Issue 3 (77)
Byzantium — Christian East — Russia: Problems of History and Culture
Volume: 10
Publication date: 15.05.2019
1000 RUB / 10.0 SU


This issue of the journal comprises researches on the social, ecclesiastical, artistic and cultural history of the Eastern European area — Byzantium, the Christian East and Russia — from the 4th to the second half of the 19th century. The issue covers relevant problems of the political, religious and cultural interaction in the region over a long period.

The articles published here have their focus on the interdisciplinary study and the comparative analysis of church history in Russia and other countries of the Christian Orient. They reveal the continuity of confessional and cultural traditions during more than a thousand years, on the one hand, and emphasize the peculiarities of the perception of ancient Christian ideas, customs, and liturgical practices, on the other.

Our authors explore the terminology of Byzantine, Arab, Ottoman, Armenian and Latin sources (the articles by A. B. Vankova, D. A. Korobeinikov); analyze the decisions of the Church councils of 1620 and 1666/67 in Russia (E. V. Belyakova); examine the relations of the Russian Church with the Eastern hierarchs, for example, the departure of Patriarch Nikon from the Moscow Cathedra as viewed by the Greek Metropolitan of Gaza Paisius Ligarides (S. K. Sevastyanova); study the political struggle within the local churches of the Christian East exemplified by the Patriarchate of Alexandria, and the role of Russian diplomacy in these events (O. E. Petrunina). 

For the first time a researcher looks from the angle of source study into the professional selection of Greek language translators in the Posolsky Prikaz, shedding new light on the activities of the 17th century Russian Foreign Office (Z. E. Oborneva).

Another group of articles concerns the cultural and artistic history of the post-Byzantine period. It includes studies of artistic monuments fabricated in Russia for eastern hierarchs and their existence in the Christian Orient in the context of the cultural relations and foreign policy of the Muscovite State (the articles by M. A. Makhanko and N. P. Chesnokova). One more theme is tracing the history of the Athonite icons of the Virgin in Russia apprized as a continuation of the Greek tradition; the author points to cases of changing the original names of the Athonite icons and setting exclusively Russian substitutes in their stead (N. I. Komashko).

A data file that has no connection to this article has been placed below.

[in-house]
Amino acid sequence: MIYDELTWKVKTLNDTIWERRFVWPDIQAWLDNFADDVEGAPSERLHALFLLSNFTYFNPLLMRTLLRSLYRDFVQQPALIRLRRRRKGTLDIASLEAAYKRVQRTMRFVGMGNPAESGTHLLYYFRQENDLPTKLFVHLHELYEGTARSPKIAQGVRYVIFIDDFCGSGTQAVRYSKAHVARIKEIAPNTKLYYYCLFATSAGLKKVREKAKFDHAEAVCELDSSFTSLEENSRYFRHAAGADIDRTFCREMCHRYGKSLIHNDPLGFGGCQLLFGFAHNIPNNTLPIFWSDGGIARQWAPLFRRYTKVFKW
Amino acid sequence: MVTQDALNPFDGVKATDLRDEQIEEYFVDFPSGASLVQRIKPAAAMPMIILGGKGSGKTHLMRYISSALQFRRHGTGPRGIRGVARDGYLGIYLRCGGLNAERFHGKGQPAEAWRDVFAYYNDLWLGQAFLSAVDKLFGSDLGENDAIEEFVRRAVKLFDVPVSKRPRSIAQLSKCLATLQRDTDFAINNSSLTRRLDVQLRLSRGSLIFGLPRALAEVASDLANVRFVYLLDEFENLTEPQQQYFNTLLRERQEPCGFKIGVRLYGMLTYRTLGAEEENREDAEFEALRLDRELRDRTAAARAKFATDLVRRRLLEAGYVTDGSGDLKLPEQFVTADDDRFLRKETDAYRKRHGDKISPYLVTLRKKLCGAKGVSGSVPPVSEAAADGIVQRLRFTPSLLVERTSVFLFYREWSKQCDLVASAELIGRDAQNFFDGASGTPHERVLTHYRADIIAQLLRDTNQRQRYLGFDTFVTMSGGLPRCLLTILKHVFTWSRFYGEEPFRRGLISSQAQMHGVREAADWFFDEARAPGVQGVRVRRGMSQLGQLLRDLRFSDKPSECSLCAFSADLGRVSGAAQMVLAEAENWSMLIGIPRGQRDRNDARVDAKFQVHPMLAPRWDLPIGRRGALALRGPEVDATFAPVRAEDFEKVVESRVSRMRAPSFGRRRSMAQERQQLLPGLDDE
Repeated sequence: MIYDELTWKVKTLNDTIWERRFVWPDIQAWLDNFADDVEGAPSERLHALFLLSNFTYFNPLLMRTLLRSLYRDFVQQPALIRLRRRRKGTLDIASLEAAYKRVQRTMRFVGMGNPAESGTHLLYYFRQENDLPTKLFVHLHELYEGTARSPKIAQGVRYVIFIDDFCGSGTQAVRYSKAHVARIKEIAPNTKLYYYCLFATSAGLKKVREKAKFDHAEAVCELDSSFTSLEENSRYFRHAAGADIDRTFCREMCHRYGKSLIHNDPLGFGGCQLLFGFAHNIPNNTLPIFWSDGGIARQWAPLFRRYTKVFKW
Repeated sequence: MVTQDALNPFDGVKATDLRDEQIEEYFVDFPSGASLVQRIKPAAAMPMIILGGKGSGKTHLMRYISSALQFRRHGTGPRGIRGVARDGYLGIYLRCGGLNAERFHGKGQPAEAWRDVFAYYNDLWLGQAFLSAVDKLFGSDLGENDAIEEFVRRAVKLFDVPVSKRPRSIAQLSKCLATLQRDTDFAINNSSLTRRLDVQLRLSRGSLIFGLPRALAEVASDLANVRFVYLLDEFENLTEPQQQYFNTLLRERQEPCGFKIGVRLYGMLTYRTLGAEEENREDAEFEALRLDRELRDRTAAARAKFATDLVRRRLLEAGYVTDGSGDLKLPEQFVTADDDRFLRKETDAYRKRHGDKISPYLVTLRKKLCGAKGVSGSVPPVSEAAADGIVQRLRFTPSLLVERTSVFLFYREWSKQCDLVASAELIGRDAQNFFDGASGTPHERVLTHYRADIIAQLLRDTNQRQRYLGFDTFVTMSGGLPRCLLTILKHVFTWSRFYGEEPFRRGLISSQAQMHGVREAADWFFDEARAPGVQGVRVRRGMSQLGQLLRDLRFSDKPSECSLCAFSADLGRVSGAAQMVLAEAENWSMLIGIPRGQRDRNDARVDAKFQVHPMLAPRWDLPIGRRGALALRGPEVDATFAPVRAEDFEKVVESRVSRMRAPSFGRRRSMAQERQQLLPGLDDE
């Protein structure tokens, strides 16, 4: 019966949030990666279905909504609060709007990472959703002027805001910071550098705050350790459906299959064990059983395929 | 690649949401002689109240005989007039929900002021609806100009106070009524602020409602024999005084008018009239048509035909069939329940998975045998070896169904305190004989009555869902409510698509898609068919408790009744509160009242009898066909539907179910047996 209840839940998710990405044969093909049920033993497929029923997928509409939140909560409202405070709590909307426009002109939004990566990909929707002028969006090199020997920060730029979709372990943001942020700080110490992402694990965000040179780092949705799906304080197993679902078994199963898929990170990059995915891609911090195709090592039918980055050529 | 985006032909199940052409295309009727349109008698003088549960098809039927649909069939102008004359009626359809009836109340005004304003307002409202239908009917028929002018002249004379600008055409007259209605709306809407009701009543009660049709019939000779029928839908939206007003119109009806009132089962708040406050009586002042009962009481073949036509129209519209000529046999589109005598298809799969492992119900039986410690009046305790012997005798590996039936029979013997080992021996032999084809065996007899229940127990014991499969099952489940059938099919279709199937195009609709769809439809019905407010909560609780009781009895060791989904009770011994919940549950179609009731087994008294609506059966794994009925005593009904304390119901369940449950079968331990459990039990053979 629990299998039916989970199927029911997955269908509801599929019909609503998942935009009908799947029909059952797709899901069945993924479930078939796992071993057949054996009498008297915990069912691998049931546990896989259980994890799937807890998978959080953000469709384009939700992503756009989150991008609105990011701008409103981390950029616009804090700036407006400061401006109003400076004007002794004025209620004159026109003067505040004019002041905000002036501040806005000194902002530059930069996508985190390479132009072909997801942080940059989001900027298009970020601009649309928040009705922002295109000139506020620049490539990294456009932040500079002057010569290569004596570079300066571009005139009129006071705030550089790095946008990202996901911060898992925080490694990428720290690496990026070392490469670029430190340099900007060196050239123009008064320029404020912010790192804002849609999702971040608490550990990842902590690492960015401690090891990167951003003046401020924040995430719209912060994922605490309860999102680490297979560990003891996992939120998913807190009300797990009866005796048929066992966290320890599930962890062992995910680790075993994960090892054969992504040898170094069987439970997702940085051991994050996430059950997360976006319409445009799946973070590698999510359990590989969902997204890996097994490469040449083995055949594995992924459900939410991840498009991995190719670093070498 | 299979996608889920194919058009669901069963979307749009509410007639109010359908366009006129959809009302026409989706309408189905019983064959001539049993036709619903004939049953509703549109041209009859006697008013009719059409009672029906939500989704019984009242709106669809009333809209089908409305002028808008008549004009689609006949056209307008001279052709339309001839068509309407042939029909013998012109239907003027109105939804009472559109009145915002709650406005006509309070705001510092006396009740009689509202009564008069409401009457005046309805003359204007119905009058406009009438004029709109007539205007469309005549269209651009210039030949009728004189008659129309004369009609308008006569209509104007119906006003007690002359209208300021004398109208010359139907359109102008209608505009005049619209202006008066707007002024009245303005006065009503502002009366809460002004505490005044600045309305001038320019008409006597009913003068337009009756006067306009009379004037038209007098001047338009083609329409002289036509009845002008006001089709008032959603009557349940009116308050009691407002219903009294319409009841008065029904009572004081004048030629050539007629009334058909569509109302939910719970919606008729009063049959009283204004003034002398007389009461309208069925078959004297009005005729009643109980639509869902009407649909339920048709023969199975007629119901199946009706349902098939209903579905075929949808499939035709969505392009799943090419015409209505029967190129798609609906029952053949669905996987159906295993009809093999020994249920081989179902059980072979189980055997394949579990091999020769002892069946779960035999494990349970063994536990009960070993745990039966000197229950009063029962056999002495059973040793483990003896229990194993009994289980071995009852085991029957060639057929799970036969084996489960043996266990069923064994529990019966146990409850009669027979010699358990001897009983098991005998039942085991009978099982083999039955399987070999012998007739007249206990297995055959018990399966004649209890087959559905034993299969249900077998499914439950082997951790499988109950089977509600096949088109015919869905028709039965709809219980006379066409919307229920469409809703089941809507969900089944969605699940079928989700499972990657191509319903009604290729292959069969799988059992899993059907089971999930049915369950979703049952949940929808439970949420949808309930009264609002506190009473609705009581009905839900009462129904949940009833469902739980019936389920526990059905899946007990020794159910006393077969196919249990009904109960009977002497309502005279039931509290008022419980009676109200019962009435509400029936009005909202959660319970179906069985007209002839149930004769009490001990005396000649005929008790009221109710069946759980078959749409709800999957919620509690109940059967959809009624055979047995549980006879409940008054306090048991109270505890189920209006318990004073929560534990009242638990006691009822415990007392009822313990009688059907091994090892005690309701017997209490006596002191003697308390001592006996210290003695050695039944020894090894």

Two publications are dedicated to new discoveries in the archives of Athos shedding light on the history of Athonite bookishness of the 14th to the 19th centuries. O. A. Rodionov studies the transmission of the Hesychast tradition through the Late Byzantine and Post-Byzantine periods, on the base of the corpus of Callistes Angelikoudes. M. V. Bibikov introduces the latest discovery in the library of the Athonithe Russian Monastery of St. Panteleimon — a Greek compilation of Russian saints’ lives (Antoniy Pecherskiy, Feodosiy Pecherskiy, Mitrofan of Voronezh) and other translations mainly of Slavic origin. L. A. Gerd presents the Russian-French scholarly projects of the second half of the nineteenth century concerning the history of Athos.

In the present issue of our journal collaborate experts from different entities of the Russian Academy of Sciences: the Institute of Universal History, the Institute of Russian History, the Institute of the Russian Language, the Institute of History (St. Petersburg), the Institute of Philology of the Siberian Department of the Academy (Novosibirsk), as well as from the Moscow State Lomonosov University, the Albany University (USA), the Central Museum of Old Russian Culture and Art “Andrey Rublev”, the Orthodox Humanitarian St. Tikhon University, the Church Scholarly Center “the Orthodox Encyclopedia”.

All the works published are based on new data discovered in the course of recent research and put into circulation unique archival sources. The articles presented in the journal will certainly be of interest to professional historians, philologists, specialists in cultural studies, undergraduate and graduate students in humanities, as well as a wide range of researchers and readers.

Issue publications 3 (77)
Byzantium — Christian East — Russia: Problems of History and Culture
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